I recently saw a discussion online regarding a lawyer, and his assistant’s, use of cloud storage.

I am wanting to start using Gdrive so that I can review and edit my clerk’s letters/ proposed motions before they are filed. My office already uses Gmail and the Google Calendar. Does Gdrive allow Word (.doc and .docx) to be edited in the cloud or do they need to be downloaded, edited and then uploaded?

Also, if I have one email address, such as [email protected] and that is where my Gdrive is located, can my secretary access that and edit documents with her email address of [email protected]?

I asked the lawyer if he is using the paid version of Google cloud services (G Suite), or the consumer facing, free services. The lawyer replied that they were using the free services. Uh oh.

There are two problems with doing this.

Attorney/Client Privilege and Confidentiality

Google uses algorithms to scan your emails in order to determine what ads to display when you’re using their free email service. You use a free service, they get to show you ads (meaning no humans actually review the emails). By using the free email service you’re allowing a third party access to emails between you, your clients, and staff. This could potentially be interpreted as breaking attorney/client privilege.

Confidentiality is one issue, though it is unlikely to ever come about. No one is really concerned that Google is algorithmically scanning your email to display ads. It’s one of those things everyone knows is going on but pretty much ignores.

The big concern/red flag is in regards to master control. Consider the following example.

Administrative Control Over All Law Firm Documents

Jane, your assistant, is proficient at drafting documents. She creates the basic version of much of your work product. Then you go in and edit/revise before shipping it out the door. This goes along for years.

But then you and Jane have a falling out – a bad one. She caught you sleeping with her husband. In spite, Jane then revokes your shared access to all the documents she has created over the past few years. You raise hell! Those are your documents! Your client files!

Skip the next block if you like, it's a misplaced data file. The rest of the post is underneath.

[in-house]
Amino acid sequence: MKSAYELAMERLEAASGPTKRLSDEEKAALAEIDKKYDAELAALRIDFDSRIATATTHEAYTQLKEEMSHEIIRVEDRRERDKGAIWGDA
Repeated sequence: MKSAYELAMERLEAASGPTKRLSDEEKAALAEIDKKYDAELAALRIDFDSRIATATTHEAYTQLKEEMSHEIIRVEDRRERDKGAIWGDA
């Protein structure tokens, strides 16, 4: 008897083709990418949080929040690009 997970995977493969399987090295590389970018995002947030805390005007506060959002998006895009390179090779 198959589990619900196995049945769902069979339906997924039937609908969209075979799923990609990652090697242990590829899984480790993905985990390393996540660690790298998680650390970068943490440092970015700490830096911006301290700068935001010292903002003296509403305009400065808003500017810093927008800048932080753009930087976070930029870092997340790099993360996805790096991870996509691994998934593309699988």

By using the consumer facing Google products, each individual user account is protected by Google’s Terms & Conditions. Each individual account is a contract between Google and the user, not you. That means you have zero rights to access documents Jane created if she revokes your access.

This is not speculation, this is per a discussion I had with Google’s Legal Compliance Department a few years ago.

That’s why it’s imperative that you use G Suite, not free, consumer accounts. A lawyer needs a Master/Admin account, and then assign User-level accounts that the Admin accounts control. You can then assign these to staff. That way if something goes wrong, you still retain control of all User-level email, docs, calendars, etc. that the User-level accounts created because they are under your Master/Admin account.

It’s the only way to ethically and competently use any cloud-based application system. An attorney needs to maintain Maser/Admin control over all users. Otherwise it’s possible for employees to retain control over client documents.

Also consider that half the states have adopted rules regarding technical competence. I think that it’s an easy argument to make that a law firm using multiple consumer facing, cloud-based systems, without master/admin control in the hands of a law firm partner, is likely in violation of ethical rules.

Pony up the cash for Business level services, whatever service you might be using. G Suite is $5 a month per user. For one lawyer + one assistant, that’s the cost of lunch each month. Just do it.

Speaking of things you can control, how about that Amazon account you have?

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